While pausing mortgage repayments may be tempting for those struggling with payments, it may be best to explore other options first to avoid some negative long-term effects.
Since March, Pink Finance director Nicole Cannon said the federal and state governments have been releasing billions of dollars in assistance and stimulus packages, as well as changing some rules and regulations to support people and businesses in response to the impact of COVID-19.
Lenders have also been actively supporting both business and personal customers, she said, by reducing and freezing repayment obligations and changing interest rates, fees and terms, among other things.
Ms Cannon said that when lenders initially began offering these repayment pauses for mortgages, a lot of borrowers were under the misconception that there would be no interest or repayments for six months.
“That was so far from the truth, [yet] everybody was requesting these repayment pauses even though the long-term impact for the customer was quite extreme,” she said.
“I had one customer who wanted to pause his loan, and since that time he’s added an extra $200,000 to his loan, so people were trying to take advantage of it.”
Ms Cannon said borrowers should be aware that if they place the mortgage on hold for six months, they’re not going to be able to apply for credit anywhere else if they need to.
“It will also come up on your credit file and it will be on your bank statement that everything has been put on hold. This has an impact down the track as well,” she warned.
She also cautioned that missed payments will increase debt in the long term.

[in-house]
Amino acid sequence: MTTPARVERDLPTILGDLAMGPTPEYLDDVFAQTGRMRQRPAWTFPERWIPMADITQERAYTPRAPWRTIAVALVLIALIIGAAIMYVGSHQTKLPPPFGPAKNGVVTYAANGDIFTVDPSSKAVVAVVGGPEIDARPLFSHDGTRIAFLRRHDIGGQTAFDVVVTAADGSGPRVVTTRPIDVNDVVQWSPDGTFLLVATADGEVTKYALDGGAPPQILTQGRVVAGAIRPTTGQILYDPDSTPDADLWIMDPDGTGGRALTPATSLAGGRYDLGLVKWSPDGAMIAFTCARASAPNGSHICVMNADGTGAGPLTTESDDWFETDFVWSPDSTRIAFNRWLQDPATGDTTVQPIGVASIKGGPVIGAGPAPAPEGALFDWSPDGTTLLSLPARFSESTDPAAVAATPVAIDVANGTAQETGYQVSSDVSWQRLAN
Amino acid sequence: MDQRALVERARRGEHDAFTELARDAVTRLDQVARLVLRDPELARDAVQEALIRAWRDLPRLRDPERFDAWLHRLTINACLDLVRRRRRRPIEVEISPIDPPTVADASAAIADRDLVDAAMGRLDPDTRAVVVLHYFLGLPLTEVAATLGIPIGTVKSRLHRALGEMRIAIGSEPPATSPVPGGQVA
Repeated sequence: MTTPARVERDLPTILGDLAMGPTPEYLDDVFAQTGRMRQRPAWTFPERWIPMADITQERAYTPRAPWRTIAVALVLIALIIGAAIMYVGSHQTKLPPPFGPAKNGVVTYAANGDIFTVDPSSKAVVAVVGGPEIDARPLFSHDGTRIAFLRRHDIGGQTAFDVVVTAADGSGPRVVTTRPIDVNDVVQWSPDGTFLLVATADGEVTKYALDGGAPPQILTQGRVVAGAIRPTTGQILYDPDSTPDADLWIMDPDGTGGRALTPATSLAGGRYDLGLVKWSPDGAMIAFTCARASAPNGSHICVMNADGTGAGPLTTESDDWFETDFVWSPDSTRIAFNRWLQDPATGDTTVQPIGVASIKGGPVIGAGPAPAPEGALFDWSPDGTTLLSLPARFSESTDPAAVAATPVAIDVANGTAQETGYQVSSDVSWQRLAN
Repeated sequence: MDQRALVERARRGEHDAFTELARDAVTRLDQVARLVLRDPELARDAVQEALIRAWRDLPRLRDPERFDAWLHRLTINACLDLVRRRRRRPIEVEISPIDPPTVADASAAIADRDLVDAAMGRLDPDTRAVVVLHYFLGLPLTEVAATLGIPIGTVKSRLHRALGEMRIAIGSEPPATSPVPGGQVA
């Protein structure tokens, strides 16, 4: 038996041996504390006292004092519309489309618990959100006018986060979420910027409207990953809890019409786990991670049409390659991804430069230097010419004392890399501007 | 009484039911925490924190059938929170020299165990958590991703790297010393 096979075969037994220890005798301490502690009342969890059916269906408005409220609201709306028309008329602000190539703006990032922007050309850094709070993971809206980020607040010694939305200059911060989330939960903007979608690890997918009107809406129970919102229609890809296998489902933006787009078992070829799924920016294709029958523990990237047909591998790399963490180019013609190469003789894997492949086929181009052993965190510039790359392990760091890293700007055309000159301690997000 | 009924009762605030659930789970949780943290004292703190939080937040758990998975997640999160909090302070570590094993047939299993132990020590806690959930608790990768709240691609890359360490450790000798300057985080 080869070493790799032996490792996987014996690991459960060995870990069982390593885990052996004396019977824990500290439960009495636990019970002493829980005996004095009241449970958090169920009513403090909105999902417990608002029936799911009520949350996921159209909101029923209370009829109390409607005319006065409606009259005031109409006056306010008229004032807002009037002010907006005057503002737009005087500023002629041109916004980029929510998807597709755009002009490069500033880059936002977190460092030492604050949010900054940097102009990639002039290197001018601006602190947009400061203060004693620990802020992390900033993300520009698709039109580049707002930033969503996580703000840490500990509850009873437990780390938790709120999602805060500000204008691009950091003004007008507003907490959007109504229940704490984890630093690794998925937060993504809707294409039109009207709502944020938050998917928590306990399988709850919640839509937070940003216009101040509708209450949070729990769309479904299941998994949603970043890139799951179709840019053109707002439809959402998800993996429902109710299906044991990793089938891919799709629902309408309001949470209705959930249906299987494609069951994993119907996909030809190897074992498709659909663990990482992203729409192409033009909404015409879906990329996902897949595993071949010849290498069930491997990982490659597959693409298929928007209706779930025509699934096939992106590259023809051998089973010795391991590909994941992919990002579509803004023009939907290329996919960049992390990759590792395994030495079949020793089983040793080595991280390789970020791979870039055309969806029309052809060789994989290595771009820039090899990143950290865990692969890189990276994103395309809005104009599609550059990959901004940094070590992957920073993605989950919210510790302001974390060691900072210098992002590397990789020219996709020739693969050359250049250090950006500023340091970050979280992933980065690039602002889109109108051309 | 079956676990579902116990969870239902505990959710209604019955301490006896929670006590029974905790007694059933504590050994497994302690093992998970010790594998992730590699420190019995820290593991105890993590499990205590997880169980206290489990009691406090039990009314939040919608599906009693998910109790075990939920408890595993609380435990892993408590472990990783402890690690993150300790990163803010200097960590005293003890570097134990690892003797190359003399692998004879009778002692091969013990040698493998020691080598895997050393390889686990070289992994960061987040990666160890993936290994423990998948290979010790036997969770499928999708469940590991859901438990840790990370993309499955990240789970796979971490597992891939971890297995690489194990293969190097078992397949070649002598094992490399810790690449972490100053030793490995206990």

According to Ms Cannon, there are several other things borrowers struggling to make repayments should consider first instead of pausing their mortgage, such as minimising payments.
“You may have room to move on what you’re paying, or you can negotiate with your lender about going interest-only, and maybe reducing your interest rate,” she suggested.
Those who are getting slugged with high-interest rates on credit repayments, she said, may want to consider consolidating their debt into their home loan, which has lower rates over the longer term.
“If you do decide to do this, it is very important to understand that it could end up costing you more in interest if you repay the additional balance over the full 25- or 30-year home loan term,” she noted.
Another option for borrowers may be to fix their interest rate in order to reduce payments.
“Interest rates are at an historic low and lenders are trying to assist customers where they can. One way some are doing this is by dropping their rates on short-term one- or two-year fixed loans,” she explained.
Ms Cannon said certain features in loan products, such as redraw facilities or offset accounts, may also be helpful.
“A redraw facility lets you withdraw any extra payments you’ve made into your loan. An offset account, which any salary or payments can be made into, uses its balance to reduce the balance of your home loan. This in turn reduces the interest you’re paying off,” she explained.
“It is important to understand the difference between the two options. With a redraw facility, you are drawing back the amount that you are ahead of the scheduled loan repayments, and this may require the lender’s approval. An offset account operates in much the same way as a normal deposit account and the funds are yours to withdraw at any time.”
Finally, for those who have been saving for a rainy day, Ms Cannon said it may be worth using some of these savings for their mortgage.
“It is worth pointing out that we’re in a massive storm with huge downpours right now. Maybe this is that day you’ve built up a buffer for,” she said.